#Valletta2018, History, Volunteering, Collection Highlights

Gold Coins

Museum of the Order of St John Jack Hanson, Collections Volunteer

Jack Hanson is an undergraduate at Queen Mary, University of London, about to start his dissertation on the Third Crusade. He has been volunteering at the Museum on a British Numismatic Society Bursary.

Gold coins, being of the highest worth, often demonstrate the most developed iconography. Over time the images on the Order of St. John’s gold coinage shifted from depicting purely religious symbols to the sole use of the image of the Grand Master.

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M6.37 and M6.53, both minted by Jean de Valette (r.1557-68 ©Museum of the Order of St John, London/Jack Hanson 2017

The coin above was minted by Jean de Valette, and is the oldest gold coin held by the Museum. As these early sequin coins are formulaic, aside from the inscription, it is nearly identical to that minted by L’Isle Adam. The coin depicts St. John the Baptist handing the flag of the Order to the Grand Master. On the reverse, Christ is depicted surrounded by nine stars. The symbolism of the number of stars is not known.

These are standard ‘Sequin’ (or Zecchino) coins minted by the Order of St. John in Malta. Although the earliest gold coins were circulated by Philipe Villiers de L’Isle Adam (r.1530-1534), the Museum does not hold any of these in its collection, as they are exceedingly rare. It is likely that this coin was minted in Rhodes, rather than Malta, as under L’Isle Adam, the Order was forced from the island by the Ottoman forces. There may be only one in existence. The inscription reads DA MIHI VIRTVTEM CONTRA HOSTES TVOS (Give me valour against thine enemies), which is a reference to the ongoing struggle against the Ottomans.

This design bears an extreme resemblance to Venetian coins of this era. It is known that Maltese coins circulated in Venice, and vice versa, and it is likely that the design was used as a sign of a legitimate sea power. However, the Venetians used the image of St. Mark, and the Order preferred their own patron saint of John the Baptist.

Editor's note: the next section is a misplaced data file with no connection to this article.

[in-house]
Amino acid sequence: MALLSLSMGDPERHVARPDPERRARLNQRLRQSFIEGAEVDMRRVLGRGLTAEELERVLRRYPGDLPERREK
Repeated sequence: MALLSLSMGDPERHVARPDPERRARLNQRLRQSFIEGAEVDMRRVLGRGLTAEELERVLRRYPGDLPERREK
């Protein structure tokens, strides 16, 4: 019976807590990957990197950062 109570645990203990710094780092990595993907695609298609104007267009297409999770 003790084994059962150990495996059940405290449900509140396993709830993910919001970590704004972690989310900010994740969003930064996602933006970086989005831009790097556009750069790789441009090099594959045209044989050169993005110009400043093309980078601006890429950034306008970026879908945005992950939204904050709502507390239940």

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M6.37, minted by Jean de Valette, and a modern pound coin ©Museum of the Order of St John, London/Jack Hanson 2017

The only gold coins minted for several years by the Order were quite small. Over time, they grew larger as the Order grew richer and more established in Malta. Eventually, several much larger denominations of gold coin would be minted on the island.

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M6.37, minted by Jean de Valette and M19.1, minted by Gregorio Carafa (r.1680-90) ©Museum of the Order of St John, London/Jack Hanson 2017

These are two really interesting coins, minted more than a hundred years apart. The coin on the left was minted by Jean de Valette (r.1557 – 1568) and the other by Gregorio Carafa (r.1680-1690). The reverses of both are nearly identical to that pictured above, depicting the Baptist and the Grand Master. However, within the oval, the image of Christ has been replaced over time with the arms of the Grand Master. The motivations for the change in iconography is not known. The Grand Masters have also added a coronet to their coinage, displaying their increasing idea of their own sovereignty.

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M14.61, minted by Jean Paul Lascaris de Castellar (r.1636-1657) ©Museum of the Order of St John, London/Jack Hanson 2017

This coin shows the arms of the Grand Master, Jean-Paul Lascaris de Castellar. The double-headed eagle, a traditional symbol of the Byzantine Empire, appears on the crest. Lascaris was a descendant of the Emperors of Nicea, a state formed after the fourth crusade captured Constantinople in 1204. The Lascaris family was later pushed aside by the Palaiologos following the recapture of Constantinople. The map above shows the borders in what is now Turkey, following the fourth crusade. The Byzantine empire had split due to repeated invasions. The majority of Byzantium became the empire of Nicea, as pictured above, ruled over by the ancestors of Grand Master Lascaris.